While the x86 version of the Windows 8 Developer Preview was released last night and attendees were given Intel Core i5-powered tablets, there's been very few public demos of the new OS on ARM devices here at Build. And while we'd love to say that's changing today, it seems all the Win 8 ARM devices are being guarded quite closely. Reference design tablets running the Developer Preview from Nvidia, TI, and Qualcomm are now on display at the show, but sadly, most of them are behind glass with just the Start screen showing. We snapped a bunch of pictures of them and were able to see a short demo of a Qualcomm Snapdragon tablet running the OS (though we were banned from taking video). Hit the break for some shots and some short impressions -- major emphasis on short!
Update: As promised, we tried our hardest to get some video and extra impressions. Check out our hands-on with the Windows 8 Nvidia Kal-El tablet here.
Qualcomm reference design tablet
We'll lead with this one since it was the only slate not sealed behind glass. We were able to see Start screen navigation on the 11.6-inch Snapdragon MSM8660-powered tablet as well as three Metro-style apps (IE and two HTML 2D games). The scrolling across the Start screen didn't seem as smooth as the Samsung Developer Tablet, but it wasn't slow by any means. We also caught a glimpse at the switch from the Start screen to the Desktop and open the Task Manager in the Desktop. Like we said, we weren't able to touch the screen ourselves, but we did get to feel the back of the tablet, which was noticeably cooler than the Samsung Dev device. We guess fanless processors will do that!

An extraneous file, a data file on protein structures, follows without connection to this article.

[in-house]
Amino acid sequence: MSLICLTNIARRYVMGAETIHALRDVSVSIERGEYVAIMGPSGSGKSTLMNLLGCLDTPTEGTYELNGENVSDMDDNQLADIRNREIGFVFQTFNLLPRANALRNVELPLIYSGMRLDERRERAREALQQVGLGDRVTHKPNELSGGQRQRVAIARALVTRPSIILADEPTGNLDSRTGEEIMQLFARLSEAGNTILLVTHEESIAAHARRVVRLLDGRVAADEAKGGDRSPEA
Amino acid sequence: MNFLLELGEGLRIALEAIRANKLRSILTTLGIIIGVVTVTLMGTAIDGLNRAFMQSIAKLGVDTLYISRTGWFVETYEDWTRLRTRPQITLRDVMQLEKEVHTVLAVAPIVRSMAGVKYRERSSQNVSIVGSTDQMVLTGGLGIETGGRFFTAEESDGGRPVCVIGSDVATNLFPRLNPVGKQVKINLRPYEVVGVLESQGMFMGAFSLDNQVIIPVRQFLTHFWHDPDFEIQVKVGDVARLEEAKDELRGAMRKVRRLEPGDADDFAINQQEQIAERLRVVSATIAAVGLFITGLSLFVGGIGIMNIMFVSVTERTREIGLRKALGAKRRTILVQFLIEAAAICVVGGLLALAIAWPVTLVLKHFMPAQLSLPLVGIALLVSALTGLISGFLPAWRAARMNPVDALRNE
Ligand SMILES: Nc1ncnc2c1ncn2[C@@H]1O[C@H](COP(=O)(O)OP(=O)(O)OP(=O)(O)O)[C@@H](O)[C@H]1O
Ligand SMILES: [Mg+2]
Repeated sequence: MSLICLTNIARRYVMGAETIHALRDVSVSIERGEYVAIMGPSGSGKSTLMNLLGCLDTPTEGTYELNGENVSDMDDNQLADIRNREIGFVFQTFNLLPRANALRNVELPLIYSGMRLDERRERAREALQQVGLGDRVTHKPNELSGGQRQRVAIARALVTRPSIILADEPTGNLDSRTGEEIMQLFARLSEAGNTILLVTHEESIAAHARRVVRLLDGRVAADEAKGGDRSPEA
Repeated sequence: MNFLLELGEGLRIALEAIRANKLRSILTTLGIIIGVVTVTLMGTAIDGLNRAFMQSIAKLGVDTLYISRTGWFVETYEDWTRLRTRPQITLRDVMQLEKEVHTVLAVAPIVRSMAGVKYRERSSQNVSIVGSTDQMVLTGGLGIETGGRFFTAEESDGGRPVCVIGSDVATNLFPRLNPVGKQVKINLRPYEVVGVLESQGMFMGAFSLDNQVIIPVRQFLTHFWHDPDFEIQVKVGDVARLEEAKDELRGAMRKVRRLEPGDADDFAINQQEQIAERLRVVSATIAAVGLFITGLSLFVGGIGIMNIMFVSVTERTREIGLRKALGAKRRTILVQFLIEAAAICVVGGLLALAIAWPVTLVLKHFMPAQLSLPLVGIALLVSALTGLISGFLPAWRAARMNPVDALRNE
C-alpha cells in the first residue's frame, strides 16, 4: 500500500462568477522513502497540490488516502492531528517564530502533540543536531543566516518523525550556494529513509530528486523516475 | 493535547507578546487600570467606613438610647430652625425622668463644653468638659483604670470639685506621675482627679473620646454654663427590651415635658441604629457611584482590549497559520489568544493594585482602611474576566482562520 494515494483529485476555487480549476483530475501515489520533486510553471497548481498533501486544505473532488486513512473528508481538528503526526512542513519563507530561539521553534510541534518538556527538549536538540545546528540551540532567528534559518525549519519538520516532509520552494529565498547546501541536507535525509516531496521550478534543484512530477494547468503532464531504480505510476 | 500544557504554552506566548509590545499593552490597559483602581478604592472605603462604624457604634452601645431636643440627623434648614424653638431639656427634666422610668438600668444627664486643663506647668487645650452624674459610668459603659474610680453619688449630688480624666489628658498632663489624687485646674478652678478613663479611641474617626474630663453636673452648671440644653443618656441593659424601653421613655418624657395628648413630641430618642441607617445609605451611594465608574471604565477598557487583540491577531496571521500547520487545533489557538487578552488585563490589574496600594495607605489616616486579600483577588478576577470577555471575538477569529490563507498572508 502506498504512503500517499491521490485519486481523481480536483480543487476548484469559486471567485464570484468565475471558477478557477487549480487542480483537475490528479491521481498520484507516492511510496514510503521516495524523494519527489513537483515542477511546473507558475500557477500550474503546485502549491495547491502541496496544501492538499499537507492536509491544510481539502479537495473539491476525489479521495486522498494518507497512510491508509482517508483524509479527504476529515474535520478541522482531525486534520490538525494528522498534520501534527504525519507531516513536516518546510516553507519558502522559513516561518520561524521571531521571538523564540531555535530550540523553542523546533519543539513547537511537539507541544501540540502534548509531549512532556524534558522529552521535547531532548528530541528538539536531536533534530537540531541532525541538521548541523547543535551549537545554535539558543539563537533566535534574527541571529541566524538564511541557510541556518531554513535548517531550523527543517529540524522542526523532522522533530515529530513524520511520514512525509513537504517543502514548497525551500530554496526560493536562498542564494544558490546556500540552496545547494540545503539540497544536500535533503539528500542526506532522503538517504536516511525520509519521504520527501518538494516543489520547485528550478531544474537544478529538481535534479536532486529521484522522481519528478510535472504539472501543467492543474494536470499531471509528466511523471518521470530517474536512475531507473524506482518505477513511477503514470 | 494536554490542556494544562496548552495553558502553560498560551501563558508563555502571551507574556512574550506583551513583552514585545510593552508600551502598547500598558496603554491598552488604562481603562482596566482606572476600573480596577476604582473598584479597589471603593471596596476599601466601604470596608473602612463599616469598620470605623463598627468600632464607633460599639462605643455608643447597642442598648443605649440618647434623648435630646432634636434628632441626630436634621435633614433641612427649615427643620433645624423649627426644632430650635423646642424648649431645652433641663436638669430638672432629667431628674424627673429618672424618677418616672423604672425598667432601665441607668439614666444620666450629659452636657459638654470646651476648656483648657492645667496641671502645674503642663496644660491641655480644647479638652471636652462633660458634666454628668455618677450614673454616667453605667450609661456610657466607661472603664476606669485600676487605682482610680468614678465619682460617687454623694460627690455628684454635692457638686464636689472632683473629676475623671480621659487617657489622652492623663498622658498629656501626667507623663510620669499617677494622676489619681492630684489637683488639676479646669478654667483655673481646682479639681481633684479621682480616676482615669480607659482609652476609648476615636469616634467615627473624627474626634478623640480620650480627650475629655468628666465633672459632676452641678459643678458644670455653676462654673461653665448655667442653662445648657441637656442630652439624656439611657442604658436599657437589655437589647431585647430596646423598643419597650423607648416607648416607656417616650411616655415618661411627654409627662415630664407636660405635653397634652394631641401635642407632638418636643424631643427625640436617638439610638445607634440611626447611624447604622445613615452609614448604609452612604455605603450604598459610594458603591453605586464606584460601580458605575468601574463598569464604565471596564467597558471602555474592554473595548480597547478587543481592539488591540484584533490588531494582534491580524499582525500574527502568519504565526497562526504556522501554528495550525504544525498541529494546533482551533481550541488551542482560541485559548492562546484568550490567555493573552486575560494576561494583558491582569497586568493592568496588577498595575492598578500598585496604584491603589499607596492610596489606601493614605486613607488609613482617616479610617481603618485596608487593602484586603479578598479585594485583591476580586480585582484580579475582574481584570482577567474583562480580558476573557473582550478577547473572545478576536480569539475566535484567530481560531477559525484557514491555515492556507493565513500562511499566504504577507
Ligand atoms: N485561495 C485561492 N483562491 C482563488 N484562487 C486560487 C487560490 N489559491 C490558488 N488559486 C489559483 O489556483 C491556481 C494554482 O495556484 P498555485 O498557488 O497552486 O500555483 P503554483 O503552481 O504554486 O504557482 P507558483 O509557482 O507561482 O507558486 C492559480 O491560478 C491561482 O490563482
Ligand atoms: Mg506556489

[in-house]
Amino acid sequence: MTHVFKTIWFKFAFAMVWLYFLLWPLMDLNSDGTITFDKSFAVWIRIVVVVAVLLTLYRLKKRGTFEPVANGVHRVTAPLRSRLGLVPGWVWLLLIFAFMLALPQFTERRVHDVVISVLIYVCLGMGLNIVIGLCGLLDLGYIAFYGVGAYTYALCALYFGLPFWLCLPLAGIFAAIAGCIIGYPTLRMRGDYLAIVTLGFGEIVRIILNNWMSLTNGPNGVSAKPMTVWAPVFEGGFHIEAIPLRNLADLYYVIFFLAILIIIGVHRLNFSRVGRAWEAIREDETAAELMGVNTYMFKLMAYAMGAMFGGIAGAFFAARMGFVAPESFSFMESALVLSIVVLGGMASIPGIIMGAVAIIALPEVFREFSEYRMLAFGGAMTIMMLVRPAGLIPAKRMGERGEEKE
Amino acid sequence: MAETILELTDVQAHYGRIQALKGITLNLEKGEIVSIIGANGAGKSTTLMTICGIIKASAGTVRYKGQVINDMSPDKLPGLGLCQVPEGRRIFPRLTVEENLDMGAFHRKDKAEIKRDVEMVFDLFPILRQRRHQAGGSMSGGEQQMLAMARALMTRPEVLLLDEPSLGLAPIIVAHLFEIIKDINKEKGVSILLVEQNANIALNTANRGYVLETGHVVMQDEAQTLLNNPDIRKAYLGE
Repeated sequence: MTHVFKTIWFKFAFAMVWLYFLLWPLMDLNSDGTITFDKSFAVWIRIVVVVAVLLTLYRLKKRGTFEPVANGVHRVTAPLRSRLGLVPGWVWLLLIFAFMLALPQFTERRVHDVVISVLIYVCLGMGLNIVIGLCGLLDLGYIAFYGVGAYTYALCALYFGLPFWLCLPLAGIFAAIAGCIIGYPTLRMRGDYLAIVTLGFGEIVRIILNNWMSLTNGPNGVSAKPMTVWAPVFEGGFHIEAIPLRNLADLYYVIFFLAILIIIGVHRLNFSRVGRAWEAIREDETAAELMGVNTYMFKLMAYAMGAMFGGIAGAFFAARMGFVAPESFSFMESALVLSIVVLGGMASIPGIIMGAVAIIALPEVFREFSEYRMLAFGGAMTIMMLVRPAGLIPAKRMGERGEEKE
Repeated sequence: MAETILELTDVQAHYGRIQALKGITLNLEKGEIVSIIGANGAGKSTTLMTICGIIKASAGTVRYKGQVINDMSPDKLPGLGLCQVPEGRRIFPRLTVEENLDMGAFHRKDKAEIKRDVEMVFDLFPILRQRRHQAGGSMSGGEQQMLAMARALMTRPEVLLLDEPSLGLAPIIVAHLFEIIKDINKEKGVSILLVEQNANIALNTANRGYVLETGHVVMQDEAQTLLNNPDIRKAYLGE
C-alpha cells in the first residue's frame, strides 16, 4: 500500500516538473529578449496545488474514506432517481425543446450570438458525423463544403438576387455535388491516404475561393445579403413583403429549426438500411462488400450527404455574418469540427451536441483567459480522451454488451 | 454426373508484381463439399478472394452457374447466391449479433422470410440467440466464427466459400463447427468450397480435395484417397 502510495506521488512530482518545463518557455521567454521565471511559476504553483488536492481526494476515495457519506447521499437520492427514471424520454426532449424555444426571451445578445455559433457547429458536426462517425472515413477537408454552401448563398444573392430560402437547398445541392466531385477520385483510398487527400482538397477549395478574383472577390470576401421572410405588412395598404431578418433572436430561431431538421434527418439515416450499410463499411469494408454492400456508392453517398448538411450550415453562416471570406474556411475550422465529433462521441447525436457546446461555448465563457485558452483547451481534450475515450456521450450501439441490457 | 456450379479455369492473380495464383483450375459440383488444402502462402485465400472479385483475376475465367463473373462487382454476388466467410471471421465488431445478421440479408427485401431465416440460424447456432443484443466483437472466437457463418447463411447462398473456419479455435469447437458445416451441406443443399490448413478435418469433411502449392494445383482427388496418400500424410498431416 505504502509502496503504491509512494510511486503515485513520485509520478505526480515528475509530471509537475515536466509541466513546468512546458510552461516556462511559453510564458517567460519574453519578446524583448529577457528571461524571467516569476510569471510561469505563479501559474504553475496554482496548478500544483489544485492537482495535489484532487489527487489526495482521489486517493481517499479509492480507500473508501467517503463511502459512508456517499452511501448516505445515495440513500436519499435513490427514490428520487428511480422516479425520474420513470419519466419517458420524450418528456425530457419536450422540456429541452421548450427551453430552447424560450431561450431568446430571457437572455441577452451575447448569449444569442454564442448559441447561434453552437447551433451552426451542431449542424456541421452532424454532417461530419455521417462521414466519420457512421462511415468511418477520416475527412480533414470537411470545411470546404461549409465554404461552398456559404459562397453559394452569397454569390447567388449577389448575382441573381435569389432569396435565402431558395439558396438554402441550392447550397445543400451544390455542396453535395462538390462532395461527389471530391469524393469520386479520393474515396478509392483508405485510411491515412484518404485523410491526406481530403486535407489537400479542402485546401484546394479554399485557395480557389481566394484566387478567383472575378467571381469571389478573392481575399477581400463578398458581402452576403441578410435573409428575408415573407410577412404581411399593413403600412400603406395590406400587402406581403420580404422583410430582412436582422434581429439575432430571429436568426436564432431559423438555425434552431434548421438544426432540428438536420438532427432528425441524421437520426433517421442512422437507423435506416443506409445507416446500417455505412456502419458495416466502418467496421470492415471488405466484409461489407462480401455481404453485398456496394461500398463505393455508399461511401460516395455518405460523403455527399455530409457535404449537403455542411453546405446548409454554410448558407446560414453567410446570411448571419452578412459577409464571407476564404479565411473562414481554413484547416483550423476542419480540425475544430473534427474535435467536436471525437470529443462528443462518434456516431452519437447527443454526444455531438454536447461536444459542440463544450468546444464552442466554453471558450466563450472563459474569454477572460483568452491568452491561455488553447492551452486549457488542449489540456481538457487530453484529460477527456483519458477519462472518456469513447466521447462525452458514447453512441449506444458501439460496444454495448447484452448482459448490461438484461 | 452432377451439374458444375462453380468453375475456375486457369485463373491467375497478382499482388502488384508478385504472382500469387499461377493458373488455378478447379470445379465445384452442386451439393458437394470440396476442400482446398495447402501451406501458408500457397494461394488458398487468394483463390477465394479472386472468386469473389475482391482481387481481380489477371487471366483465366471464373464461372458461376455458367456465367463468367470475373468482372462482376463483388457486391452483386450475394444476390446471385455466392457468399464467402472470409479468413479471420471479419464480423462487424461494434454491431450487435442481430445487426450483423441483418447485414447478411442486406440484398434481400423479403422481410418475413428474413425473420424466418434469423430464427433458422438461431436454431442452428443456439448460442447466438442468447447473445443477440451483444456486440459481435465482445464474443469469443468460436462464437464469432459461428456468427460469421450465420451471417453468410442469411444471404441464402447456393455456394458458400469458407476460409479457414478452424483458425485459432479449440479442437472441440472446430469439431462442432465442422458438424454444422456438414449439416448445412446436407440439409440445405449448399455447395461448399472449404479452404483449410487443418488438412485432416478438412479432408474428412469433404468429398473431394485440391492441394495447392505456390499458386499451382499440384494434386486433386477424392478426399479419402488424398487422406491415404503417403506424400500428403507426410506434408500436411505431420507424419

Nvidia Kal-El reference design tablet
While all the other ARM licensees are showing dual-core tablets, Nvidia's off in the corner bragging about the fact that its reference design is the "world's first quad-core ARM Windows 8 tablet." Sure, it's a notable thing to brag about, but it doesn't tell us much when it's stuck behind glass with just a Windows 8 Start screen showing!
Texas Instruments reference design tablet
The same goes for TI. The dual-core 1GHz OMAP4430-powered device was stuck behind glass and running the same HD video on loop, or else just displaying the Start screen with nothing else to show for it. TI did tell us that it expects its dual-core 1.7GHz OMAP 4470 processor to be powering Windows 8 tablets when the OS is ready.
We'll be trying our hardest here to bring you some more impressions of these ARM tablets, but given the way these are being safeguarded, we're fairly confident the ARM build isn't quite up to snuff with what we've seen on x86 so far.